Style & Culture

Jasmine Jasmine

Mon Nov 18 2013 20:00:14 GMT+0000 (Coordinated Universal Time)

WSJ's Auto columnist Dan Neil writes about the new Aston Vanquish. Me wantee!

Aston Martin has pulled from the stone a kingly blade named Vanquish Volante: 15.5 feet long and barely 4 feet tall, a cloth-top convertible with a windswept carbon composite body over a glued/riveted aluminum and composite chassis. Under the never-ending hood is a naturally aspirated, 5.9-liter V12 producing 565 horsepower and a clamor like Britons overrunning your battlements. This is a noise Hadrian's dogs would have recognized.

For those with $300,000 burning a hole in their pockets, here's the executive summary: front-midmounted, 48-valve, port-injected V12; six-speed automatic transaxle (no manual transmission nor dual-clutch gearbox); 49/51 front/rear weight distribution; two tons; 0-60 mph in 4 seconds, topping out at 183 mph. She's fast enough for you, old man.

The Aston is big, torquey (457 pound-feet at 5,500 rpm) and dragon-eyed. It has kick-down passing acceleration that feels like you just caught a ride on the crosstown catapult. It almost doesn't matter if the car is sitting at a red light, murmuring softly or roaring off down the road with an unholy rattle and contrails of Pirelli tire smoke. This car gets a lot of attention. I estimate its blast radius of awesome at about a half-mile.

If you are looking at the Vanquish Volante—i.e., the convertible version of the company's grand touring 2+2— you probably are also looking at the V8-powered Ferrari California, which is a tick quicker and conspicuously less expensive, by about $100,000. The California is in subtle ways a more refined automobile, more livable, easier to operate and, with the retractable hardtop, more buttoned up against the elements.

The Aston, meanwhile, is filled with the marque's eccentricities, beloved and otherwise: the push-button automatic transmission system, for instance; the fiddly, matchbox-sized crystal key that must be plunged into the console to start the car; the "Fortress of Solitude" interface. The touch-sensitive switches in the car's center stack aren't, particularly; the knurled aluminum multifunction dial (audio, navi, settings) is in a bad spot ergonomically; and the Garmin navi is anachronistic.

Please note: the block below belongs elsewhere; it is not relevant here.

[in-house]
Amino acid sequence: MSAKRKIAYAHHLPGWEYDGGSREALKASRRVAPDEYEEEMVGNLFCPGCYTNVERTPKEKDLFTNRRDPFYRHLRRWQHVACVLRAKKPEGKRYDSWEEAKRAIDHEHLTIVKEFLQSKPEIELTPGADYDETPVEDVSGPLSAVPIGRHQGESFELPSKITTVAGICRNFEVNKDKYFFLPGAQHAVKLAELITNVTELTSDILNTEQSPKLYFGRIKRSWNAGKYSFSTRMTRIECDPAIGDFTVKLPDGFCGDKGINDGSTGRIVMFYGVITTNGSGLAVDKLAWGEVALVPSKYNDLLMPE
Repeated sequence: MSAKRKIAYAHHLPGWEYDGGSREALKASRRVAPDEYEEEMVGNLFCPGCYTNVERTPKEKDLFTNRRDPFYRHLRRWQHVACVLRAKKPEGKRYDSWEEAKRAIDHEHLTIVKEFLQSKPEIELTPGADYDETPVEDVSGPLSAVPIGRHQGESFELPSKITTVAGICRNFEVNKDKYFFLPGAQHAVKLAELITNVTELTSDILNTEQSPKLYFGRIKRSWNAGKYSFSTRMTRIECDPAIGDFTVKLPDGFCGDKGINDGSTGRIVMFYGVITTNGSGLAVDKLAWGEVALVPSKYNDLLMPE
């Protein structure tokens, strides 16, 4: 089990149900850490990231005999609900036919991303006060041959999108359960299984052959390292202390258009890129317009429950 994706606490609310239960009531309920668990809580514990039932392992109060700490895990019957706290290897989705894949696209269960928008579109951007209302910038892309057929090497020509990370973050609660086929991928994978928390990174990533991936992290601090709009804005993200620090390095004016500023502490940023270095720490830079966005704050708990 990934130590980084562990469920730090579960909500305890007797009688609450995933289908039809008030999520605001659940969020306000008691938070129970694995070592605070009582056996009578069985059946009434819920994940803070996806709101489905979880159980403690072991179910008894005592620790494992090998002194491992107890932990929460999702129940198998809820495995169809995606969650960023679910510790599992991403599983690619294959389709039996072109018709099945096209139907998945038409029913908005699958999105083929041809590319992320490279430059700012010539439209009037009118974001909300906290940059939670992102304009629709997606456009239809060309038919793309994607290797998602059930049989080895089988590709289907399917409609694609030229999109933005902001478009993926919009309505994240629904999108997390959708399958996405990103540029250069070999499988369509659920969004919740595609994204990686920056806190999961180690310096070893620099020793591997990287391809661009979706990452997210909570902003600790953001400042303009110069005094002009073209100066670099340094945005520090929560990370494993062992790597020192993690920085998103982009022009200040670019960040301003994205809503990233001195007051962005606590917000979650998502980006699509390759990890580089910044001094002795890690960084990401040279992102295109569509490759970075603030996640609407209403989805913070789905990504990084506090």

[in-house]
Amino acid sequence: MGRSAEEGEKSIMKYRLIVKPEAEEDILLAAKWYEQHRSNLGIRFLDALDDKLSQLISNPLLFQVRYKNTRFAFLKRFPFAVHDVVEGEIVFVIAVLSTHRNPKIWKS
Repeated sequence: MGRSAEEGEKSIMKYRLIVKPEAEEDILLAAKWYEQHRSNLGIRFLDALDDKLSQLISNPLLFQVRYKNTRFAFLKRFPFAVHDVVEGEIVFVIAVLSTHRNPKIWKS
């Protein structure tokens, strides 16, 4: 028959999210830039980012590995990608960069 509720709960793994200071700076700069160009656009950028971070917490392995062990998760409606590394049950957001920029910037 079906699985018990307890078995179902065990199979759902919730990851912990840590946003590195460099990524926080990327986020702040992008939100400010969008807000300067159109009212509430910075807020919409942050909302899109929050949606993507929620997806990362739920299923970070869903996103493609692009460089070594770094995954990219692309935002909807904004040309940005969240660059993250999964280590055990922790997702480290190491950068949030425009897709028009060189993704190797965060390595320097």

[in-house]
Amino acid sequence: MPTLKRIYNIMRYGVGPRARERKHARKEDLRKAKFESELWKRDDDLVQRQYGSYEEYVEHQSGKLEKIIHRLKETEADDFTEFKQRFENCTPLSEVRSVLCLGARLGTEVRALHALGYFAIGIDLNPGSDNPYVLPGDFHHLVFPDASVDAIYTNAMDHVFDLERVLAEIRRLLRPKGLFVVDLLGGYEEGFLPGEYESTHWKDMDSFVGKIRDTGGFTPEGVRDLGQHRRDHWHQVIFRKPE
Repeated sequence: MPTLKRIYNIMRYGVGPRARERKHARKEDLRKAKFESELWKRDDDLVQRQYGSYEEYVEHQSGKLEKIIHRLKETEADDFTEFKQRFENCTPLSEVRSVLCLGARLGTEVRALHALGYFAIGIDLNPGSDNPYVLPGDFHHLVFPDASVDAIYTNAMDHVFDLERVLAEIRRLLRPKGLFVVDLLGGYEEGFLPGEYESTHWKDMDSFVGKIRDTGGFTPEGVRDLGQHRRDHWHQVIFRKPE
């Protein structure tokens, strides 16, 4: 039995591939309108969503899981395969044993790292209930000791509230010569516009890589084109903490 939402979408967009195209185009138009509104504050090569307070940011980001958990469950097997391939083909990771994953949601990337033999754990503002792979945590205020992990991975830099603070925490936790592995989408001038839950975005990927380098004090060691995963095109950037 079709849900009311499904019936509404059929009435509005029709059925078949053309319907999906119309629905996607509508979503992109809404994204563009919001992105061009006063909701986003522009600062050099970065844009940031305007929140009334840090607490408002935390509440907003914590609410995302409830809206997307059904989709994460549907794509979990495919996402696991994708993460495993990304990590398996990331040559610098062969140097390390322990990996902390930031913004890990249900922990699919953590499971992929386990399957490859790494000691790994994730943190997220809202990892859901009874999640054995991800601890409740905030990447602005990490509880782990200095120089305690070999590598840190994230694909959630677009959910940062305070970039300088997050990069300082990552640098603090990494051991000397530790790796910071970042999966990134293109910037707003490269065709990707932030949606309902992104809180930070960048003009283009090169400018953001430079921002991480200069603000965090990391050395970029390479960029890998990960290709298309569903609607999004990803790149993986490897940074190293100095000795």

If the human-factors engineering and broadband connectivity of an Audi are important to you, run, don't walk, away from the Aston.

Having said that, between the California and Vanquish Volante, it isn't a close call. The California is effeminate—there, I said it. The Aston looks like it is about to father a nation.

Just to break down one formal element in the exterior design, consider the car's radical carbon-fiber-to-glass ratio. The fuselage is practically draped across those muscular fenders, which are themselves engorged with 20-inch forged aluminum wheels, carbon-ceramic brake discs, Spa-yellow monoblock calipers, and Pirelli P Zero tires. The windshield is laid down at a desperate angle (note the flush glass, "headerless" design, with no body-colored transverse element connecting the roof pillars). The side windows are mere slits, only about 20% the of car's vertical proportion. When the canvas top is deployed, it is almost perfectly horizontal and barely intrudes on the silhouette. Hasbro never sold anything half so slinky.

“ The coup de grâce is the cut waistline, with lines drawn taut as if the car were laced into its doublet by a disgruntled valet. ”

At 52 inches high, the Ferrari is 1 inch taller than the Aston and a half-foot as long. The Maserati Grancabrio is 52.8 inches tall.